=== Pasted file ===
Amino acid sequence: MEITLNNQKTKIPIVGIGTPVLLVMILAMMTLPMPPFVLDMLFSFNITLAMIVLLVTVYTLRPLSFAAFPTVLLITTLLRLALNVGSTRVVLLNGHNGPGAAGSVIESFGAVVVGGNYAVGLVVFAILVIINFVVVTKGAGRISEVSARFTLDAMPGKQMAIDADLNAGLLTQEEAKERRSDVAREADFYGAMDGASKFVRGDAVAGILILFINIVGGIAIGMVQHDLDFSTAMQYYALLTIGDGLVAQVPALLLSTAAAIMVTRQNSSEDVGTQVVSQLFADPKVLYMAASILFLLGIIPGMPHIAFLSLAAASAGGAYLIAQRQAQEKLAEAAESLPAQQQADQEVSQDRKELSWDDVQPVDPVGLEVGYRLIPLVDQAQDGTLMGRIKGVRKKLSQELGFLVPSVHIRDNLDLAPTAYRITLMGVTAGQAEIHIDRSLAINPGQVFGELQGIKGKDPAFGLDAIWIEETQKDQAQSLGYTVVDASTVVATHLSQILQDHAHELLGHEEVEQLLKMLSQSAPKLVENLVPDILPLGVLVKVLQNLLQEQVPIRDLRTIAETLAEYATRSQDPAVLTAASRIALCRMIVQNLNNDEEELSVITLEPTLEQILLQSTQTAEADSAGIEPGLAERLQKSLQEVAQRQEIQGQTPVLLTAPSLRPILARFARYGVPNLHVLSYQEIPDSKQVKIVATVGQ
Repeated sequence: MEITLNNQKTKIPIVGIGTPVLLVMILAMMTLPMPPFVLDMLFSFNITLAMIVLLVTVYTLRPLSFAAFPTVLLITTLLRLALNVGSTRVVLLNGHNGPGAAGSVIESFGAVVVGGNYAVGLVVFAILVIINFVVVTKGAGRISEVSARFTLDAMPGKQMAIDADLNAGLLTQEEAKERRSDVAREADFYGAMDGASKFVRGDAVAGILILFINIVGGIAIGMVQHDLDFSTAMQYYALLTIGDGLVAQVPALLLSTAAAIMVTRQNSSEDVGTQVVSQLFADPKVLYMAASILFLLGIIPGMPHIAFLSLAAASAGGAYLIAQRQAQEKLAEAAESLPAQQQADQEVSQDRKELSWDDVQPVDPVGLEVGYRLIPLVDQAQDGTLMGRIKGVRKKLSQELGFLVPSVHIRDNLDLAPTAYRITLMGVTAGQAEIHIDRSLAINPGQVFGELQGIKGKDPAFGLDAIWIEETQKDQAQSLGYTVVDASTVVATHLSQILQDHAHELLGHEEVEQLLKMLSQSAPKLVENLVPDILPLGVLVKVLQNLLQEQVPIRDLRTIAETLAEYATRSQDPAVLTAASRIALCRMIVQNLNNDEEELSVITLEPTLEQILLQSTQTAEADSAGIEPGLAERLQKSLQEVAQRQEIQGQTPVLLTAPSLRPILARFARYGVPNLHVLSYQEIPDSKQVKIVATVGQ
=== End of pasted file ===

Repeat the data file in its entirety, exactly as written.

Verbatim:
Amino acid sequence: MEITLNNQKTKIPIVGIGTPVLLVMILAMMTLPMPPFVLDMLFSFNITLAMIVLLVTVYTLRPLSFAAFPTVLLITTLLRLALNVGSTRVVLLNGHNGPGAAGSVIESFGAVVVGGNYAVGLVVFAILVIINFVVVTKGAGRISEVSARFTLDAMPGKQMAIDADLNAGLLTQEEAKERRSDVAREADFYGAMDGASKFVRGDAVAGILILFINIVGGIAIGMVQHDLDFSTAMQYYALLTIGDGLVAQVPALLLSTAAAIMVTRQNSSEDVGTQVVSQLFADPKVLYMAASILFLLGIIPGMPHIAFLSLAAASAGGAYLIAQRQAQEKLAEAAESLPAQQQADQEVSQDRKELSWDDVQPVDPVGLEVGYRLIPLVDQAQDGTLMGRIKGVRKKLSQELGFLVPSVHIRDNLDLAPTAYRITLMGVTAGQAEIHIDRSLAINPGQVFGELQGIKGKDPAFGLDAIWIEETQKDQAQSLGYTVVDASTVVATHLSQILQDHAHELLGHEEVEQLLKMLSQSAPKLVENLVPDILPLGVLVKVLQNLLQEQVPIRDLRTIAETLAEYATRSQDPAVLTAASRIALCRMIVQNLNNDEEELSVITLEPTLEQILLQSTQTAEADSAGIEPGLAERLQKSLQEVAQRQEIQGQTPVLLTAPSLRPILARFARYGVPNLHVLSYQEIPDSKQVKIVATVGQ
Repeated sequence: MEITLNNQKTKIPIVGIGTPVLLVMILAMMTLPMPPFVLDMLFSFNITLAMIVLLVTVYTLRPLSFAAFPTVLLITTLLRLALNVGSTRVVLLNGHNGPGAAGSVIESFGAVVVGGNYAVGLVVFAILVIINFVVVTKGAGRISEVSARFTLDAMPGKQMAIDADLNAGLLTQEEAKERRSDVAREADFYGAMDGASKFVRGDAVAGILILFINIVGGIAIGMVQHDLDFSTAMQYYALLTIGDGLVAQVPALLLSTAAAIMVTRQNSSEDVGTQVVSQLFADPKVLYMAASILFLLGIIPGMPHIAFLSLAAASAGGAYLIAQRQAQEKLAEAAESLPAQQQADQEVSQDRKELSWDDVQPVDPVGLEVGYRLIPLVDQAQDGTLMGRIKGVRKKLSQELGFLVPSVHIRDNLDLAPTAYRITLMGVTAGQAEIHIDRSLAINPGQVFGELQGIKGKDPAFGLDAIWIEETQKDQAQSLGYTVVDASTVVATHLSQILQDHAHELLGHEEVEQLLKMLSQSAPKLVENLVPDILPLGVLVKVLQNLLQEQVPIRDLRTIAETLAEYATRSQDPAVLTAASRIALCRMIVQNLNNDEEELSVITLEPTLEQILLQSTQTAEADSAGIEPGLAERLQKSLQEVAQRQEIQGQTPVLLTAPSLRPILARFARYGVPNLHVLSYQEIPDSKQVKIVATVGQ